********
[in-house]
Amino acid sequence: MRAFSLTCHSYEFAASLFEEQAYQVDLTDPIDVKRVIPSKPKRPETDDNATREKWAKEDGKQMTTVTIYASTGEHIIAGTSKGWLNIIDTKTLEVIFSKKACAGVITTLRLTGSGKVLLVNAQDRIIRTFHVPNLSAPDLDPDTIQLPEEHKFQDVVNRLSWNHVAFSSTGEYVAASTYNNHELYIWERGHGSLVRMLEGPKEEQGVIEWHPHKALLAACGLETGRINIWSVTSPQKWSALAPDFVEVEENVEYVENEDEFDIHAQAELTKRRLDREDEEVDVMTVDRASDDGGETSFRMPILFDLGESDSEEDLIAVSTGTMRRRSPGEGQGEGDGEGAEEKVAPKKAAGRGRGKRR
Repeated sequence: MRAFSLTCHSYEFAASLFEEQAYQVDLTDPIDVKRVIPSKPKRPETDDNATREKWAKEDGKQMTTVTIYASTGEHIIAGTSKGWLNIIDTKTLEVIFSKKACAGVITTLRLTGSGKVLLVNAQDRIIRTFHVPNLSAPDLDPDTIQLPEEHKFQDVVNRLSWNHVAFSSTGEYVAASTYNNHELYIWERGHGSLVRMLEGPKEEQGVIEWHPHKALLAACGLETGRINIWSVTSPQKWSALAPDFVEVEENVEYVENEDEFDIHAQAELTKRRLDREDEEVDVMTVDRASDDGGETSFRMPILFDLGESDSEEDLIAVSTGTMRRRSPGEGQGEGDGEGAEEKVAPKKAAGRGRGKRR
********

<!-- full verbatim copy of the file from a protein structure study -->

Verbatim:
[in-house]
Amino acid sequence: MRAFSLTCHSYEFAASLFEEQAYQVDLTDPIDVKRVIPSKPKRPETDDNATREKWAKEDGKQMTTVTIYASTGEHIIAGTSKGWLNIIDTKTLEVIFSKKACAGVITTLRLTGSGKVLLVNAQDRIIRTFHVPNLSAPDLDPDTIQLPEEHKFQDVVNRLSWNHVAFSSTGEYVAASTYNNHELYIWERGHGSLVRMLEGPKEEQGVIEWHPHKALLAACGLETGRINIWSVTSPQKWSALAPDFVEVEENVEYVENEDEFDIHAQAELTKRRLDREDEEVDVMTVDRASDDGGETSFRMPILFDLGESDSEEDLIAVSTGTMRRRSPGEGQGEGDGEGAEEKVAPKKAAGRGRGKRR
Repeated sequence: MRAFSLTCHSYEFAASLFEEQAYQVDLTDPIDVKRVIPSKPKRPETDDNATREKWAKEDGKQMTTVTIYASTGEHIIAGTSKGWLNIIDTKTLEVIFSKKACAGVITTLRLTGSGKVLLVNAQDRIIRTFHVPNLSAPDLDPDTIQLPEEHKFQDVVNRLSWNHVAFSSTGEYVAASTYNNHELYIWERGHGSLVRMLEGPKEEQGVIEWHPHKALLAACGLETGRINIWSVTSPQKWSALAPDFVEVEENVEYVENEDEFDIHAQAELTKRRLDREDEEVDVMTVDRASDDGGETSFRMPILFDLGESDSEEDLIAVSTGTMRRRSPGEGQGEGDGEGAEEKVAPKKAAGRGRGKRR